It will now be easier for Australia’s prospective home buyers to take out bigger mortgages.
That is because the prudential regulator has decided to relax stringent lending restrictions on banks and other financial institutions.
Effective immediately, banks no longer need to apply a “stress test” to see whether their customers can afford, at least, a 7 per cent interest rate on their residential home loan repayments.
Under the new standards, implemented by the Australian Prudential Regulation Authority (APRA) on Friday, banks will have the freedom to set their own serviceability buffers.
The only restriction is that the banks ensure borrowers can repay their loans if interest rates were at least 2.5 percentage points higher than they are currently.
With many banks now offering variable mortgage rates in the low-3s, that means many borrowers are likely to be tested at a rate below 6 per cent per annum as banks decide whether they can afford to repay their loan.
“In the prevailing environment, a serviceability floor of more than 7 per cent is higher than necessary for ADIs [Australian deposit-taking institutions to maintain sound lending standards,” APRA’s chairman Wayne Byers said.
“However, with many risk factors remaining in place, such as high household debt and subdued income growth, it is important that ADIs actively consider their portfolio mix and risk appetite in setting their own serviceability floors.
How much extra can people borrow?
The removal of the interest rate floor also comes amid falling house prices, record-low credit growth and expectations that the Reserve Bank will lower interest rates again this year.
The RBA cut Australia’s cash rate earlier this week to a record low 1 per cent. It was the second rate cut in just two months.
These record low rates mean APRA’s rule changes will allow people to borrow a lot more.
A family, earning an household income of $109,688, would be able to borrow up to $60,000 more, if their loan was assessed at 6.25 per cent instead of 7.25 per cent, according to financial comparison website RateCity.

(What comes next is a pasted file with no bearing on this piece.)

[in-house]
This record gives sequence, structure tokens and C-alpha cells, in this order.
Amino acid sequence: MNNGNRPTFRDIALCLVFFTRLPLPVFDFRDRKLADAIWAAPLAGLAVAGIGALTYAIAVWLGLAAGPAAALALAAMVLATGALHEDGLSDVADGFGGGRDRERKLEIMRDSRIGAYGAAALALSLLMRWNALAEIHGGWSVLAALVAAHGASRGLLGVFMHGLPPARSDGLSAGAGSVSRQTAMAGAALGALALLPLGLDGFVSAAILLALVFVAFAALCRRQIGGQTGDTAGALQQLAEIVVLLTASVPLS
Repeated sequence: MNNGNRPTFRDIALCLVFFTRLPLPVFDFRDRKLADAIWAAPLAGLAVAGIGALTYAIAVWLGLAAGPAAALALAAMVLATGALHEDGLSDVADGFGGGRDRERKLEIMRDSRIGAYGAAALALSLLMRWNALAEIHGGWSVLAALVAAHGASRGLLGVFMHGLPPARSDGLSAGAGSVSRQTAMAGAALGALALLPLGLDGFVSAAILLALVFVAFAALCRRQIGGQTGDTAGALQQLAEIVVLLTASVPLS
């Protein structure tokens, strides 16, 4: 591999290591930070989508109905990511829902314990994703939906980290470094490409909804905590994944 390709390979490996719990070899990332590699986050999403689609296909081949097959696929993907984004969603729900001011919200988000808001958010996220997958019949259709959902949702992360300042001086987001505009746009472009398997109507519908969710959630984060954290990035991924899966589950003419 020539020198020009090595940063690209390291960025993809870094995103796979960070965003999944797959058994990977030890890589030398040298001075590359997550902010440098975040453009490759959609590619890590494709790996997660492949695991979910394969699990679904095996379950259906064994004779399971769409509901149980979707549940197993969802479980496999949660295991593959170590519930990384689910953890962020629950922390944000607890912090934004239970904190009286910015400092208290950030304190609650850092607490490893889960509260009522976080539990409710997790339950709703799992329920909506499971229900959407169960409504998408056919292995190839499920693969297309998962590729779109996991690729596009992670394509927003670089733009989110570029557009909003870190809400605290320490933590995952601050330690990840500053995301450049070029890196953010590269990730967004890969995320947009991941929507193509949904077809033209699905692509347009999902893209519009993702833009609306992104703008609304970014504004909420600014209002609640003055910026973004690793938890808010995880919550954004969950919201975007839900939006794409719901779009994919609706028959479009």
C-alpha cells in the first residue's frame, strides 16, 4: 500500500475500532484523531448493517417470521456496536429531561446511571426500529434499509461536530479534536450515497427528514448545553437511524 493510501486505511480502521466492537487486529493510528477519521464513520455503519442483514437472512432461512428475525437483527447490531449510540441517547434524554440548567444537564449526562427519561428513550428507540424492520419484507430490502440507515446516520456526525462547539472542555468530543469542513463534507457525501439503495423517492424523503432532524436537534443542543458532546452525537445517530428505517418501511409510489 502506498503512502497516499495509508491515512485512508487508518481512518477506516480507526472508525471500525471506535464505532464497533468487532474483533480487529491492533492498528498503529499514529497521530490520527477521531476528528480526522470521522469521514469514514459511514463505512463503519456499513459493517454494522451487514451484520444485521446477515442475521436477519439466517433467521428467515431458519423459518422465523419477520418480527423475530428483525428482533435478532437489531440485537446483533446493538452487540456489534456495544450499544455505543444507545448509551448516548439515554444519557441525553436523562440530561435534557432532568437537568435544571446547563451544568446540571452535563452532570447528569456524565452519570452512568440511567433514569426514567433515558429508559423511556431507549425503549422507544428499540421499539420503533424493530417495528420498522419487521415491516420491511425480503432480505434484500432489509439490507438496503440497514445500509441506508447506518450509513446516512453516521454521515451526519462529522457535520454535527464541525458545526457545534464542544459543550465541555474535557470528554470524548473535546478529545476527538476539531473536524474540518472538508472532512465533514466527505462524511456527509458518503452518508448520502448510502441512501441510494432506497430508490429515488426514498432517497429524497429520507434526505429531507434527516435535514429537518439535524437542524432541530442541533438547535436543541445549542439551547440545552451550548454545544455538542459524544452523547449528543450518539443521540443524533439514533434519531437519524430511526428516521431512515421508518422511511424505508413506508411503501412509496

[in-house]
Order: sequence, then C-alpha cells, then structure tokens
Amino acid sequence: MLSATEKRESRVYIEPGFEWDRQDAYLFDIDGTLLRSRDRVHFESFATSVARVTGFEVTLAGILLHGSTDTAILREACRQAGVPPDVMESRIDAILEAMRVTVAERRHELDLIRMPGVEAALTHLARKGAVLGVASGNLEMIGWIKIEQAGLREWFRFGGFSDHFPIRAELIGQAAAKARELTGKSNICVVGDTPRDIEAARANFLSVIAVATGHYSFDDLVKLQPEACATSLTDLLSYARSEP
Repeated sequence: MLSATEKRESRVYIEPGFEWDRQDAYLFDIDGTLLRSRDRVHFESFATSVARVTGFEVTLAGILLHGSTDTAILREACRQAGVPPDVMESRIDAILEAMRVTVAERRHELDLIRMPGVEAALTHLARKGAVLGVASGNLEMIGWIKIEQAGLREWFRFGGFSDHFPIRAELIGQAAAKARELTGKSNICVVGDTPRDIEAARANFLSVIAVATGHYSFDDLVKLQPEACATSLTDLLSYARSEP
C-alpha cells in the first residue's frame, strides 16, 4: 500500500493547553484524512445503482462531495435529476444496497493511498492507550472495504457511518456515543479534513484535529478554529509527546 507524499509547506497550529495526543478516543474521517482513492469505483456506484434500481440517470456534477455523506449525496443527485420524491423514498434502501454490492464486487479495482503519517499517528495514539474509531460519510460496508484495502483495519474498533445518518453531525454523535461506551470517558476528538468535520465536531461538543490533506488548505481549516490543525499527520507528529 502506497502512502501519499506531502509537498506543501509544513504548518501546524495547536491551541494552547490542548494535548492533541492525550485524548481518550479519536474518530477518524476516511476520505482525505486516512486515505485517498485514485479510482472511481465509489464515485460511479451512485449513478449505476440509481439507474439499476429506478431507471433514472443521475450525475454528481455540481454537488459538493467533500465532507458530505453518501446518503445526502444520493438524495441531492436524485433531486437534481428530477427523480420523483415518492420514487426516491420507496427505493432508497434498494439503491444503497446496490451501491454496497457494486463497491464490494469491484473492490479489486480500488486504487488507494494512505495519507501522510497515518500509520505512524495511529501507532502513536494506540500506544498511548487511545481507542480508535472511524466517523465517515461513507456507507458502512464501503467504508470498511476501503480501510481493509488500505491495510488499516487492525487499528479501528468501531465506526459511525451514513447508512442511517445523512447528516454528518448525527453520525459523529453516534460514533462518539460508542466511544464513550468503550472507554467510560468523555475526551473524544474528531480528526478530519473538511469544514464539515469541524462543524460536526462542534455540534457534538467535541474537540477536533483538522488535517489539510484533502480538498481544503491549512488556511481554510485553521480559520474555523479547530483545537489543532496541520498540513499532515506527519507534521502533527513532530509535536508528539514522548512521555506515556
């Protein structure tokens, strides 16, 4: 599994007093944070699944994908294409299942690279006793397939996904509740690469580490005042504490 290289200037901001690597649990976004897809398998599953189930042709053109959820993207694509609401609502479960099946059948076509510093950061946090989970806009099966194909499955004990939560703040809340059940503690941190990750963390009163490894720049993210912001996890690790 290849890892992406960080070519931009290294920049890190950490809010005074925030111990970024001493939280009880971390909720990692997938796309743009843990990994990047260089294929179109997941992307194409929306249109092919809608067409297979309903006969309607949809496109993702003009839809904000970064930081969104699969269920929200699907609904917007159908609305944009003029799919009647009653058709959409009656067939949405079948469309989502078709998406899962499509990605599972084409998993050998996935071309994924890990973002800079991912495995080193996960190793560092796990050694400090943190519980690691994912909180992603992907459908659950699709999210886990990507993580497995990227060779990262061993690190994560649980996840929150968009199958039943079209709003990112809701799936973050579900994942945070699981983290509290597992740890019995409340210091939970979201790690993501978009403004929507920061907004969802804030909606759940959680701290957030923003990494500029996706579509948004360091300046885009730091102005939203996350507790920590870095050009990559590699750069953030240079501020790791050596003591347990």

Its analysis suggested that a single person, in the same scenario, may be able to borrow an extra $50,000.
“Many Australians may suddenly find they can get their home loan approved,” RateCity research director Sally Tindall said.
“However, with more buyers in the market, house prices could also take-off again.
“APRA has eased off the brakes slightly, but that doesn’t mean it will be a complete field day for borrowers.
“There are still a number of checks and balances in place to make sure people aren’t jumping into home loans they can’t afford to repay.”
Investment bank UBS forecast that prospective buyers might be able to borrow up to 14 per cent more due to the RBA rate cuts and APRA’s loosening of lending restrictions.
“However, these changes need to be considered in the context of ongoing tightening, in particular a new HEM [Household Expenditure Measure] methodology, the rollout of comprehensive credit reporting and open banking,” UBS banking analyst Jonathan Mott wrote in a note last month.
The HEM is a relatively low estimate of basic living expenses. It was frequently used by banks instead of actually evaluating the customers’ declared living expenses.
This approach received harsh criticism during the banking royal commission, last year.
Westpac’s approval of loans using HEM also led to accusations it breached responsible lending laws, and is the subject of a Federal Court lawsuit brought by the Australian Securities and Investments Commission (ASIC).
ABC News 2019-07-05